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Monday, March 23, 2015

Money Method: Focus on Your Credit

One last tip to protecting your financial identity

The first weekend of spring prompted me to get out of the house and into the movie theater to see Will Smith on the big screen as a classy, smooth talking, con artist in the romance/drama packed film Focus.

Smith’s character, Nicky, and his crew cleverly stole just about anything of value from their unsuspecting victims. They took credit cards, watches, camera lenses, jewelry, clothes and anything that could be sold online. The movie was a learning lesson and a reminder to
always be on guard with my valuables, but most importantly it reminded me to stay focused on my credit and protect my financial identity.

A couple of years ago I shipped a package by registered certified mail, which contained imperative information of me, my children and my ex-husband. The department I sent the package to didn't receive the documents when the United States Postal Service said it would get there.

After several calls to hunt down my lost package I panicked and thought that my identity and my kid’s identity were going to be used for fraudulent activities. “What about daddy’s information,” my daughter asked. “No one can do anything with his information, his credit is too jacked up,” I replied. But the reality was that all of our identities were at stake and it wasn't time to make jokes.

Identity theft protection companies
The next plan of action was for me to put a digital bodyguard on our credit activity. So I reached out to the identity theft protection company, LifeLock, for my family. The company sends alerts to your cell phone and e-mail anytime information pops up for a new account being opened in your name. 

There are three tiers of protection, which starts at $10 a month. I opted for the LifeLock Ultimate Plus for the three of us and pricing starts at $30 a month. The suite comes with reduced pre-approved credit card offers, black market website surveillance, lost wallet protection, credit inquiry activity, bank account takeover alerts, monthly credit score tracking and a range of other services, including sex offender registry reports. You’ll always know when a sex predator moves within a five mile radius of you.

A few days after I signed up for LifeLock I called the mail room of where my package of pertinent information would have been sorted. It was my last attempt to figure out what happened to our sensitive documents before calling my ex-husband to alert him to what may have happened to his information. It took about three phone calls to find out that my package was sitting in their delivery box for about a week. Relief is an understatement of how I was feeling. I didn't have to call my ex-husband after all. And for a brief moment I thought to cancel my new LifeLock membership but I didn't want to go through the headache and stress of “what if someone stole our identity” again.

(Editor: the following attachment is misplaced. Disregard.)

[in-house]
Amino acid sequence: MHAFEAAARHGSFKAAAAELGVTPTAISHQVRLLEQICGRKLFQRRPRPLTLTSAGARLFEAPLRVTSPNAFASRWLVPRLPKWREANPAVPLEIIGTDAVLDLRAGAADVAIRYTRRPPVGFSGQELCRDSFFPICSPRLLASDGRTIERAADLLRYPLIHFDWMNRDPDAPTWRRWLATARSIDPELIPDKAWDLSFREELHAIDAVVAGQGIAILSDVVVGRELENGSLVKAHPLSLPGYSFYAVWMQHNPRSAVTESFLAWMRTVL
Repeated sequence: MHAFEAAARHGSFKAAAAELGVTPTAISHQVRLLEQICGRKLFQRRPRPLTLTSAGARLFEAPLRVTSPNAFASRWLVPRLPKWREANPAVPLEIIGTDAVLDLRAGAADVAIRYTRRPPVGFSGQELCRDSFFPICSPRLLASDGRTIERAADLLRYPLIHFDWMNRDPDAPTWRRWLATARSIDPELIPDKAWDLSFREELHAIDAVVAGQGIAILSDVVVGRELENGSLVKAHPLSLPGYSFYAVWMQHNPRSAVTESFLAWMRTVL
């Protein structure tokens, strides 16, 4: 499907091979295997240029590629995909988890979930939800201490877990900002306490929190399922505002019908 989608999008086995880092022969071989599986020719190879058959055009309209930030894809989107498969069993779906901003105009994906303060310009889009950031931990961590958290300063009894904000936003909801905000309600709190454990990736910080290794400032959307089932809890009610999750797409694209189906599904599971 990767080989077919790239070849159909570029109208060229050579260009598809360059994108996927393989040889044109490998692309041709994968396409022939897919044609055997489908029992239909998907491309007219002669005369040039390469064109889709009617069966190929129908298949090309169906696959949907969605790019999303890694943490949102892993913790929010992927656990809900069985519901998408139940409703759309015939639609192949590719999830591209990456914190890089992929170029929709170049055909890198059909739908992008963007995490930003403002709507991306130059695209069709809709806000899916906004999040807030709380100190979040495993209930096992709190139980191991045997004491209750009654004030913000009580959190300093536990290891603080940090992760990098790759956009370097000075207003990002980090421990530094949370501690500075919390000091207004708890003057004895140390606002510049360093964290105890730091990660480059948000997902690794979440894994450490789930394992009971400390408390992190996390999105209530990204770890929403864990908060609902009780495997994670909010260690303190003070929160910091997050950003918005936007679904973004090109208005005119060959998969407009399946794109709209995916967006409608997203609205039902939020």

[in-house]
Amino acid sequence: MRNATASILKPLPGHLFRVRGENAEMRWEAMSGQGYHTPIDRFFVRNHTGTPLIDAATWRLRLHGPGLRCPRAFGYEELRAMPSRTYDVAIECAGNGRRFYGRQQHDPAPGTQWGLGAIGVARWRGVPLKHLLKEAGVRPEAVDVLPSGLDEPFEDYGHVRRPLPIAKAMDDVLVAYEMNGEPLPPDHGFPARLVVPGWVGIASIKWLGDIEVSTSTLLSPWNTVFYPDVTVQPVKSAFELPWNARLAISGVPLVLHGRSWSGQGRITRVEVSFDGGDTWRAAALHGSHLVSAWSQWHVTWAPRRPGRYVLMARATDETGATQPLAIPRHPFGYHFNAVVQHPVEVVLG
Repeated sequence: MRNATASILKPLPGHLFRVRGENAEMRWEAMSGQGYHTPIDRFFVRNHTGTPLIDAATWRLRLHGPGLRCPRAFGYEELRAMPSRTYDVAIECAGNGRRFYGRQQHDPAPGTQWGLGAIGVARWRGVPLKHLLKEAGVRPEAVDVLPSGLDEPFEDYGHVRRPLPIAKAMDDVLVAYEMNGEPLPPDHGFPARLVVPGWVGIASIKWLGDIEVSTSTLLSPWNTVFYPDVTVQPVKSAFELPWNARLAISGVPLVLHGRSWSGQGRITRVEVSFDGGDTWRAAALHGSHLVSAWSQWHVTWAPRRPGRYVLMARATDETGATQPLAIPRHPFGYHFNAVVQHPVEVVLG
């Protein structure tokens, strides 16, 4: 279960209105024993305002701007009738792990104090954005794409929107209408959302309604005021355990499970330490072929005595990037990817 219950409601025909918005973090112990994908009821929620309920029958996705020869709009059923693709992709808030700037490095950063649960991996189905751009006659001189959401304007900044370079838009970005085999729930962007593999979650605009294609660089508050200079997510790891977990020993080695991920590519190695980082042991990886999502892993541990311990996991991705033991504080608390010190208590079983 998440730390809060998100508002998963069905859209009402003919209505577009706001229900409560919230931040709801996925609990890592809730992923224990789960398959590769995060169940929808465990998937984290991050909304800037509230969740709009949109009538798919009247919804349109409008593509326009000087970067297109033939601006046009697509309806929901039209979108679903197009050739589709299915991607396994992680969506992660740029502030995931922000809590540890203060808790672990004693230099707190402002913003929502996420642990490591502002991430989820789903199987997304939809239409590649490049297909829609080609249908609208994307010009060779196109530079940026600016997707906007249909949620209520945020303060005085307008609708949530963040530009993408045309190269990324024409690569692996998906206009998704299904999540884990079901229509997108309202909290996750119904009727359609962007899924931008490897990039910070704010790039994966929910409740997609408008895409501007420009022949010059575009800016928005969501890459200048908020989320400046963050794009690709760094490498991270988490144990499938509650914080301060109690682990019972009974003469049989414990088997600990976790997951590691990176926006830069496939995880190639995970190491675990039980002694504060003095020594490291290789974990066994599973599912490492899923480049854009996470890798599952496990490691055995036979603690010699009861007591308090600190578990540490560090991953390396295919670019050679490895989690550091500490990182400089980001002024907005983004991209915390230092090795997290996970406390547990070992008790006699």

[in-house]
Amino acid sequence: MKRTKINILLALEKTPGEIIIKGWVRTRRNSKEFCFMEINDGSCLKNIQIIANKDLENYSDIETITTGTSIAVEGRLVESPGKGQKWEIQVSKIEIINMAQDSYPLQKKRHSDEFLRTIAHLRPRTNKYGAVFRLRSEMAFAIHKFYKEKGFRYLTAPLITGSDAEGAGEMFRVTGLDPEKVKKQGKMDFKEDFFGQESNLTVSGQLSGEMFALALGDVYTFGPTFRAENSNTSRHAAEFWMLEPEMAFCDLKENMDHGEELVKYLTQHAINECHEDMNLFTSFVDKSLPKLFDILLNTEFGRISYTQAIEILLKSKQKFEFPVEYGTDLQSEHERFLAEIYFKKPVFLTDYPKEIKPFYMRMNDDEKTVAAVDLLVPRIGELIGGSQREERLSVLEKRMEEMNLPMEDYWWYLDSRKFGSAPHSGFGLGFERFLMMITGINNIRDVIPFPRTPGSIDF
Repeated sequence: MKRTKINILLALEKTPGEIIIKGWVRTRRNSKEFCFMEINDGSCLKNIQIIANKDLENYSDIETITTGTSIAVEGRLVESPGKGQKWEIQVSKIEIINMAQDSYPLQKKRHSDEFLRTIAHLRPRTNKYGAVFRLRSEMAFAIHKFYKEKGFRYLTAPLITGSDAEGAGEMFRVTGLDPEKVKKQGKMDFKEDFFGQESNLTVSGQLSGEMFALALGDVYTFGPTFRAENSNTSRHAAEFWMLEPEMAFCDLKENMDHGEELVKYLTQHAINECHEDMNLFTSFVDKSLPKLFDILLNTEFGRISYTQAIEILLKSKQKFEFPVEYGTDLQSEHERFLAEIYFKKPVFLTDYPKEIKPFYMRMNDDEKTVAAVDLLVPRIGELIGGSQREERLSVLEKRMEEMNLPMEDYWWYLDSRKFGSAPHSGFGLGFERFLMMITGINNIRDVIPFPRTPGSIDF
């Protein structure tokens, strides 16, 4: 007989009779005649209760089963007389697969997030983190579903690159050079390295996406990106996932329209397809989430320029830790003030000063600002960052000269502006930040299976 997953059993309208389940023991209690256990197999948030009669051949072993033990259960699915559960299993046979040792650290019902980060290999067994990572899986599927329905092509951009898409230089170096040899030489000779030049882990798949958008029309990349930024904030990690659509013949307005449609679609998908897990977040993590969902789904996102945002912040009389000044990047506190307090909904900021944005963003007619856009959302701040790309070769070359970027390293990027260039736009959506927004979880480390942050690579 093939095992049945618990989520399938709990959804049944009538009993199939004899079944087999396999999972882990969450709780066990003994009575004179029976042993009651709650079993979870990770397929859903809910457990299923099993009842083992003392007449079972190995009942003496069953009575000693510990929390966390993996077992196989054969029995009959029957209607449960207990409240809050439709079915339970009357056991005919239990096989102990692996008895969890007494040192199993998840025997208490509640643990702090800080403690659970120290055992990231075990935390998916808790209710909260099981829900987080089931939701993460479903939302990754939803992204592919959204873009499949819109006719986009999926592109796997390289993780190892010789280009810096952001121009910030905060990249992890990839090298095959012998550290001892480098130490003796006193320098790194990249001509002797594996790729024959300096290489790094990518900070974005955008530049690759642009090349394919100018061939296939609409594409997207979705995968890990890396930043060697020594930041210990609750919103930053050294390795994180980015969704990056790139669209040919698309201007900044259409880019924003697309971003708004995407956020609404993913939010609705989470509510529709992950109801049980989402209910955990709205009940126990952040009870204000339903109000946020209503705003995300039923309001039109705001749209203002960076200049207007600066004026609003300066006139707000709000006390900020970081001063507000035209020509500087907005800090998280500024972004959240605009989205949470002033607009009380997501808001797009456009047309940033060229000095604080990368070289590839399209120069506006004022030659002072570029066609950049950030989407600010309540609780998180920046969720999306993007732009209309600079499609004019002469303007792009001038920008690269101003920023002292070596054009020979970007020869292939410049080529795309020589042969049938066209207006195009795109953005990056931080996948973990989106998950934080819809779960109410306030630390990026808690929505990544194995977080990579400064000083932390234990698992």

ONE LAST TIP

I’m sure you already know several tips to protect your credit. Check your credit report every quarter, memorize your social security number and leave your card locked away at home, don’t click on unfamiliar links from your computer, and shredding your bank statements are just a few that comes to mind. Now, LifeLock is just one set of eyes that can keep tabs on your credit, but there is one unique tactic that can be done to keep your identity safe.

A friend of mine, who I’ll call Marcia, had her wallet stolen. She canceled all of her cards, got a new drivers license and she changed her personal identification numbers (PIN) to her debit and credit cards. A year later she gets a call from her bank alerting her that a large sum of money was withdrawn from her savings account. The culprit kept Marcia’s old identification, bank cards and practiced forging her signature. Her banker told her that there really was nothing that she could do if the perpetrator had all of her information in their possession. And to make matters worse, the thief had features resembling Marcia’s photo from her lost drivers license. She ended up having to freeze all of her accounts and had to place an alert on all of her credit cards.

The one thing that Marcia could have done was to ask her bank to put a unique alert on her accounts if anyone, including her, were to come in to make a withdrawal. “Don’t have the obvious, like what’s your mother’s maiden name,” I advised. Instead, have questions to answers only you would know.
  • What’s the make and model of your first car?
  • What county were you married in?
  • What was the name of your imaginary friend?
  • How many wisdom teeth do you have left?  Now I know what you’re thinking, the wrongdoer can guess four, three, two, one or zero. But these are your questions and your answers. Your answer can be 6 or 1,500. The thief would never guess that answer.

The same can be done for your credit cards and anything that is associated with your financial history. You should also call up your credit card company and ask them to place an alert on your account for any charges over XYZ amount. Try not to have each card with the same alert amount.

Remember, thieves are tricksters and they are always one step ahead. It’s up to you to stay focused on your credit and financial identity.

Do you have a tip to protecting your identity? Leave them below in the comment box.

- TCsViews













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